board of the British munitions depart- :
merit under Lloyd George. j
Sir Hiram applied himself so strenu- i
ously to science throughout his long
life that even his recreations were |
given by him as "reading scientific I
books and studying the abstract
sciences." He wrote many important
articles, and an autobiography, "My
Life." in 1916.
He was a member of the American
Boclety of Civil Engineers, the Royal
Society of Arts, the British Association
for the Advancement of Science and
numerous other scientific bodies. He
was the elder brother of Hudson
Maxim, the American inventor.
France to Have New Taxes.
PARIS. November 24.?New taxes
which it is estimated will yield 600,000.000
francs have been decided on by :
the appropriation committee of the '
chamber of deputies after many weeks 1
of consideration. * t
CHANGE IN RULERS
Austrian Council Meets Today.
Time of Francis Joseph's
Funeral in Doubt.
MINISTERS TO KEEP POSTS
iy the Associated Press.
VIENNA, via London, November 24.
?At a meeting this afternoon of the
ninisterial council, which Emperor
Charles will attend, a proclamation reating
to the change in the sovereign
lead of the Austrian government will
>e made public.
rne neaus 01 me Austrian ana nunrarian
governments will formally re- j
?ign today, as is always the case on J
he death of a ruler. This action. \
lowever, will be a. mere matter of form, j
is the new emperor will immediately ?
eappoint the ministers.
Friendly governments were formally j
lotified today of the death of Francis
roseph. The arrangements for the
uneral ceremony have not yet been
nade, and will not be completed until
hose who are expected to attend it
ire heard from. It is thought, liowsver,
that eight or ten days will elapse
>efore the body is laid to rest.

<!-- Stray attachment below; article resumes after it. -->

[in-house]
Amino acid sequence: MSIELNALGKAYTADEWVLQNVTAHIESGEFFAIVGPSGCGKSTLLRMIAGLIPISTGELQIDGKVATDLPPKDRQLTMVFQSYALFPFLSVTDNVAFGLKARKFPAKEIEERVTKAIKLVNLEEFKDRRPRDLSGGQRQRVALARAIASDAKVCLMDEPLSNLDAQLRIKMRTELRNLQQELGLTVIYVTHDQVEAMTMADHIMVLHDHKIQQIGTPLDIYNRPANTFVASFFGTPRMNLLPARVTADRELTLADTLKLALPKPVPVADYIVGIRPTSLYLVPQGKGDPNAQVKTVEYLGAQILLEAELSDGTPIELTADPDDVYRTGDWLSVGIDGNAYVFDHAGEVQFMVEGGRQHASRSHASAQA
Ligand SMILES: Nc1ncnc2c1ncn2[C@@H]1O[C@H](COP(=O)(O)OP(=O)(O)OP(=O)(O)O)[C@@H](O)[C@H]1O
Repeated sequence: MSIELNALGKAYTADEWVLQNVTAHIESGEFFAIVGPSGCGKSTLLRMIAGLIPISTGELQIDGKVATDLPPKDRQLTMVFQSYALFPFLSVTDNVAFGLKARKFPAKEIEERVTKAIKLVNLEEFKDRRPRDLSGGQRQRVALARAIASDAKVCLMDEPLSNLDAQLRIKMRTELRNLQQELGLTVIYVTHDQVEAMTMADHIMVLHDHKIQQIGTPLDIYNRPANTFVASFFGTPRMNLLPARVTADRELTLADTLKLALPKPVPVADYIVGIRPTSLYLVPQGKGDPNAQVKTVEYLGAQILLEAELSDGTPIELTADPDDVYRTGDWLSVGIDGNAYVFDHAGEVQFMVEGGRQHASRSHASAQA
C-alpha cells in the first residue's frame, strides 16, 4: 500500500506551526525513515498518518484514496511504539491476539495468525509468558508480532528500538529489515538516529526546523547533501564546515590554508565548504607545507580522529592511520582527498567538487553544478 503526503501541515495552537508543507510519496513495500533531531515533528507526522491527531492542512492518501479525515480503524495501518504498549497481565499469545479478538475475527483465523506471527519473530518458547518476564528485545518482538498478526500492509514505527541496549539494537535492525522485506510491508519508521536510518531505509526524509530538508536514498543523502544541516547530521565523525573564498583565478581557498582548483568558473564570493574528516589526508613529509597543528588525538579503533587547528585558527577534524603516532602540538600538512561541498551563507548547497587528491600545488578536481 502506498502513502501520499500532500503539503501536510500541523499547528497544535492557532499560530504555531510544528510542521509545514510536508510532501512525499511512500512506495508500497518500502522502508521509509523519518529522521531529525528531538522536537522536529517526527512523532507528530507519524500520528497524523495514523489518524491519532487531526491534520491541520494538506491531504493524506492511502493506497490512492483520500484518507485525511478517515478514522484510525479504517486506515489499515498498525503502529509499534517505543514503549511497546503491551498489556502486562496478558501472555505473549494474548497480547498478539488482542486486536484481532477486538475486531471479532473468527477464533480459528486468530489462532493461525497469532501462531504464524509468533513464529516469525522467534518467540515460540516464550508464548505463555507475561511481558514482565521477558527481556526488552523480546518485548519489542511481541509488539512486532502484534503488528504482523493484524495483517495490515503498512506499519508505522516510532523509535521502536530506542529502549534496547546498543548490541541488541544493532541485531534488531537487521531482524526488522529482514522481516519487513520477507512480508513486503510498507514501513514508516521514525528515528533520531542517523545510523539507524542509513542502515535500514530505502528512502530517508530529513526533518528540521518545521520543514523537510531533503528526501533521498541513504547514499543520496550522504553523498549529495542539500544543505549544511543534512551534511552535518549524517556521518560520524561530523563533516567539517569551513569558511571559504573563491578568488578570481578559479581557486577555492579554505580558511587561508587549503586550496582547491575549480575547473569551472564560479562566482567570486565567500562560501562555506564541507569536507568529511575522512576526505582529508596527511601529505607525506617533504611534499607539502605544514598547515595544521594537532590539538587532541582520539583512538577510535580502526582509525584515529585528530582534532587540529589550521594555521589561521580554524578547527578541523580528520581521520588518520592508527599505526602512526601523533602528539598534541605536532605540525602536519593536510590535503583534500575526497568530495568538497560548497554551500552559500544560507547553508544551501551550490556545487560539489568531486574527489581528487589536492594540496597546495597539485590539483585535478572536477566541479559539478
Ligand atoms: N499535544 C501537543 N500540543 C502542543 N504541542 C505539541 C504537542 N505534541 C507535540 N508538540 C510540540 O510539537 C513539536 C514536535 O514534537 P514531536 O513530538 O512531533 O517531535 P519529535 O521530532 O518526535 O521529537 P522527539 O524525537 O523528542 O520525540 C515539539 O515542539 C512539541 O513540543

The Associated Press is informed that j
he new emperor entered upon his '
luties as a man realizing the trc- ,
ncndous responsibilities of the posi- ;
ion. So far it is not known when the
oronation of the King of Hungary will
ake place, though Budapest will be
he scene of that event. Today all the j
tewspapers in the monarchy appeared '
vith mourning borders. All of them ;
ontained the warmest words of ap- '
?reciation of the qualities of the dead !
Possible Funeral Plans.
LONDON, November 24.?A dispatch
o Reuters Telegram Company from
rienna by way of Amsterdam says the
ody of Kmperor Francis Joseph will
>e taken from Schoenbrunn Castle to
he chapel of the Hofburg Palace Monay
night and there will lie in state
ntil noon next Thursday. At.3 o'clock!
he following Monday afternoon the fueral
procession, which will be one of
:reat splendor, will start for the Cahedral
of .St. Stephen, where Cardinal
Mffl will perform the solemn high mass.
ifterward the. procession will again j
orm, and the body will be taken to ;
he Capuchin Church, where the casket j
till be placed in a vault.
Emperor's Farewell Words.
A special edition of the Weiner Ze.i- j
ung has published the following fare- |
rell words of Emperor Francis Jo- j
eph to his peoples, army and navy, ac- |;
1? & lfi<a*na. di#mUch to R?usrV
by w*y of Amsterdam:
"To my beloved peoples I express ray
earrlest thanks ror their loyalty to-i
rard me and my house in happy days I
s well as in times of distress. The ;
onsciousness of this attachment has
one me good and strengthened me in j
ulfilling my imperial duties. May they
ontinue to observe the same patriotic
eelinga toward my successor. ,
"My army and navy I remember with I
eelings of deepest thanks for their!
ravery, loyalty and devotion. Their |
ictories gave me joyful pride and ]
heir unmerited mishaps painful sor- j
ow. The excellent spirit which at all :
imes has animated my army and fleet |
nd both my landwehrs gives me con- i
dence that my successor can also
ount on them not less than I did." j
Emperor Charles of Austria has sent!
n autograph letter to Premier Tisza of t
iungary. confirming him and the Hun-'
;ari;tn ministers in their posts, ac- !
ording to a Budapest dispatch to Reuer's,
by way of Amsterdam.
Addresses Premier Koerber.
Emperor Charles of Austria has ad- j
rcssed the following imperial rescript
o Premier Koerber, according to a
'ienna dispatch to Router's, by way of
Lmsterdam, quoting the Weiner Zeiung:
"Dear Dr. von Koerber: Bearing in
lind my constitutional duty to take
he oath and exercise the executive
towers of government, according to
irticle VIII of the constitution of Sepember
29. 1867, I await from you prolosals
tending to the fulfillment of this
tipulation. Dated Vienna, November
3, 1916. Charles."
A dispatch to Reuter's Telegram Comianv
from Amsterdam quotes the foiowing
message from Vienna: "By or
er of the new emperor, the troops in
.11 the military districts of the monrchy
and generals. other officers and